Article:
Former Obama Organizers Meet In San Antonio; Texas Turns a Shade Bluer

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Correction: I originally said Engage Texas was a 501c3, there are a 501c4, the story has been updated.

On Saturday a statewide grassroots coalition tentatively dubbed “Texas Obama Leaders” met in San Antonio to discuss all of the great volunteer opportunities within the progressive movement of our state. The daylong think tank-styled forum is a follow up to a similar one held in DC with the White House Office of Public Engagement during the “fiscal cliff” discussions. The group is not officially sanctioned by the Democratic Party but is more an organic group of Obama volunteers and campaign alumni from around the state who want to maintain momentum and some organizational structure to help push progressive causes in Texas.

The speakers included Texas Democratic Party Chair Gilberto Hinojosa and special assistant to the Chair Glen Maxey, Battleground Texas Executive Director Jenn Brown, Southern Regional Director of Organizing for Action Gregory Jackson, and State Director of Engage Texas Katrina Mendiola. All of the participants, about 60, were split into 4 rotating breakout groups, each with a timekeeper and facilitator, to conduct more intimate question and answer discussions with each speaker and each other. The event co-chairs and lead organizers of this event, Ian Davis and Judy Hall, said the purpose of this effort was to identify all of the opportunities to engage our networks in a way that uses all of our resources more efficiently and to allow Democrats from around Texas the ability to share ideas.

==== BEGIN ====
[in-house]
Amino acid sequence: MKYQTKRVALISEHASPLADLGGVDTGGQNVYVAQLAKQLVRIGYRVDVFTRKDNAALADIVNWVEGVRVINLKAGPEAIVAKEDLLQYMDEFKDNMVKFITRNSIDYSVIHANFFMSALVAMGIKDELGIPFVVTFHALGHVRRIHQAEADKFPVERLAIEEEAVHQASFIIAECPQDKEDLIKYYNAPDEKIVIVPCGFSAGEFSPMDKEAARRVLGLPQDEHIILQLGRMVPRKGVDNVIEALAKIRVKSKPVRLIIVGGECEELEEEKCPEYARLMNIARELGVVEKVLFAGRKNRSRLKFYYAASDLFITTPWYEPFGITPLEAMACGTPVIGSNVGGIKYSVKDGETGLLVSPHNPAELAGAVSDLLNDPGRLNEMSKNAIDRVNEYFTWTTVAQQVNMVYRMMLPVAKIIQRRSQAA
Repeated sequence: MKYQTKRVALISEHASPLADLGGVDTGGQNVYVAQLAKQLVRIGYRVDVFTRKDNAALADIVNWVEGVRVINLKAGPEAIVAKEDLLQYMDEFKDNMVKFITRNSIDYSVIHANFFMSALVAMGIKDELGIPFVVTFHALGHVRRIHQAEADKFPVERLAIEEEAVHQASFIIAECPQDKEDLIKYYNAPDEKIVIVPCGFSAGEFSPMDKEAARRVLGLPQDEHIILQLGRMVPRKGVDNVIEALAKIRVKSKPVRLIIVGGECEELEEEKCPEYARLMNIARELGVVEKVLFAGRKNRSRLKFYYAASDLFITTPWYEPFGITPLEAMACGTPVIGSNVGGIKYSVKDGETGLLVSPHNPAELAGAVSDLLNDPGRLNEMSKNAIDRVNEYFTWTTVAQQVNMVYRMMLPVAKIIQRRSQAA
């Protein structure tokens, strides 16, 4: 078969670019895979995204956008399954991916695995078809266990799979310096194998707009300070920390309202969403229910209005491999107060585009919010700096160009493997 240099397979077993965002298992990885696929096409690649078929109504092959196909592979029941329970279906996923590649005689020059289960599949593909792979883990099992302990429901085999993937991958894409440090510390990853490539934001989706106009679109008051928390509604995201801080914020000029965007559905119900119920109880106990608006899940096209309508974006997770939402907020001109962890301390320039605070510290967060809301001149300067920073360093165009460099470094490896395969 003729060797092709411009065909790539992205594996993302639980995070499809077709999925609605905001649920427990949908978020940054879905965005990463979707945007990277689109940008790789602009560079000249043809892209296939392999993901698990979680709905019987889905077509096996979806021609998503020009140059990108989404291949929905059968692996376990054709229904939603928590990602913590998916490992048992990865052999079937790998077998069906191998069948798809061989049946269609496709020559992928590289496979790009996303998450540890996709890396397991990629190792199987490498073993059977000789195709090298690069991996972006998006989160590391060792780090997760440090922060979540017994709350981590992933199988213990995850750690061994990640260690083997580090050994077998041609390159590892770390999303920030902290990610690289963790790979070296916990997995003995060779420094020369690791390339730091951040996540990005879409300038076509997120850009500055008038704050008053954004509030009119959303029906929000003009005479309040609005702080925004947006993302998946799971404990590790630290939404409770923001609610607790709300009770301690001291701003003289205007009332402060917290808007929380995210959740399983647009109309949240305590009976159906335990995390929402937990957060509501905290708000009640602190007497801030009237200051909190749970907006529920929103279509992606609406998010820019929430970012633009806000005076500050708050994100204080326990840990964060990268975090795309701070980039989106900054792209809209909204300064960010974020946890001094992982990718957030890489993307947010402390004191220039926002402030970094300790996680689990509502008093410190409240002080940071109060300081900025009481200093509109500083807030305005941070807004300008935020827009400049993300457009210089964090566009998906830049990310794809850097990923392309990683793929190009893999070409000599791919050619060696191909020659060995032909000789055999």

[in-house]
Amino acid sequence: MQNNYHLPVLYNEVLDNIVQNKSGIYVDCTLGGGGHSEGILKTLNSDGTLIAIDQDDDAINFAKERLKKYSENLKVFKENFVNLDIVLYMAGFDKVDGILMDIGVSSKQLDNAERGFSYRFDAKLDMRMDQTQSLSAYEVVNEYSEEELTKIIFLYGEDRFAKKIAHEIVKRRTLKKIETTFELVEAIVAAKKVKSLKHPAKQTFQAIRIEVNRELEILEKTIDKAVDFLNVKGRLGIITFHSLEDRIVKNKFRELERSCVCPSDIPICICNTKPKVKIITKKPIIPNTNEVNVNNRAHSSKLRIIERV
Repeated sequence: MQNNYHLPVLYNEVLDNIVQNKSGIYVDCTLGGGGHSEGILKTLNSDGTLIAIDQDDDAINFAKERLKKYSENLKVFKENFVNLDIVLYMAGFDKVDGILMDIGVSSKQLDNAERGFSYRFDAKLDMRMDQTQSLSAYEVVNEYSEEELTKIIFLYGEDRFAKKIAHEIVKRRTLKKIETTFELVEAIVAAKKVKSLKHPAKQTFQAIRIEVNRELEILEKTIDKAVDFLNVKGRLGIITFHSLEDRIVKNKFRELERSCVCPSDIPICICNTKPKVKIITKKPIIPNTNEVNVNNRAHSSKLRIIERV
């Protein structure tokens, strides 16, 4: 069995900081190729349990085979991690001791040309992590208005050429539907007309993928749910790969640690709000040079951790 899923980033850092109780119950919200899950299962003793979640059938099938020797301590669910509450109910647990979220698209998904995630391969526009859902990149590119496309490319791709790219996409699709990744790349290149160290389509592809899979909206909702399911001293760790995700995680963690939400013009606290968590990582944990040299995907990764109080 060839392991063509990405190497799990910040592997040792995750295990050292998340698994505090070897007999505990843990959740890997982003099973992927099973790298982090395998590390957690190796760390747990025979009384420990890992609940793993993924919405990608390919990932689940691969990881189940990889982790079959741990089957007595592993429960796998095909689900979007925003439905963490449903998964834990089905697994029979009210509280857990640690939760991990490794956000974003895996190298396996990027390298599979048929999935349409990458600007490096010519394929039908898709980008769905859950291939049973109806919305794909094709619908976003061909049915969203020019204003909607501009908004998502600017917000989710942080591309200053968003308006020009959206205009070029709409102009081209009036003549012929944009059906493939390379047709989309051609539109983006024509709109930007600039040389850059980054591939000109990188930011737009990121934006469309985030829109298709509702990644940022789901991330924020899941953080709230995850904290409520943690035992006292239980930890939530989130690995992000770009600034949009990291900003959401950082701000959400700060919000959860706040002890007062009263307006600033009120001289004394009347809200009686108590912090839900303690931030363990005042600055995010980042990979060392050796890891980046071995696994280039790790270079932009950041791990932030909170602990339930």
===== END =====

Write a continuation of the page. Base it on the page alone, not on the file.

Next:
Glen Maxey said the TDP and its new VAN Director are focused on getting the VAN set up for grassroots organizers and precinct chairs to be able to get the data they need to organize within their community – including more cell phone numbers and email addresses. Chairman Hinojosa said the party would also like to capture more data from its organizers. He plans for the party to hold more VAN trainings around the state to show county parties and local activists how to utilize the tools that are currently available and introduce others being developed to update the TDP's organizing database in real time. Connecting and supporting organizers is important, but we must also have good candidates to support in order to win. Maxey and Hinojosa said that the party would aggressively move to fill out the Democratic ticket down ballot, especially in places like Amarillo where Republicans dominate local politics but demographics suggest Democrats are competitive.

Read more about the event below the jump.Engage Texas is a 501c4 organization that works behind the scenes to coordinate, organize and help seek funding for nonprofits that share progressive goals, but because of campaign finance laws they can not work directly with the Democratic Party. Their communications for partner organizations comes largely through Progress Texas.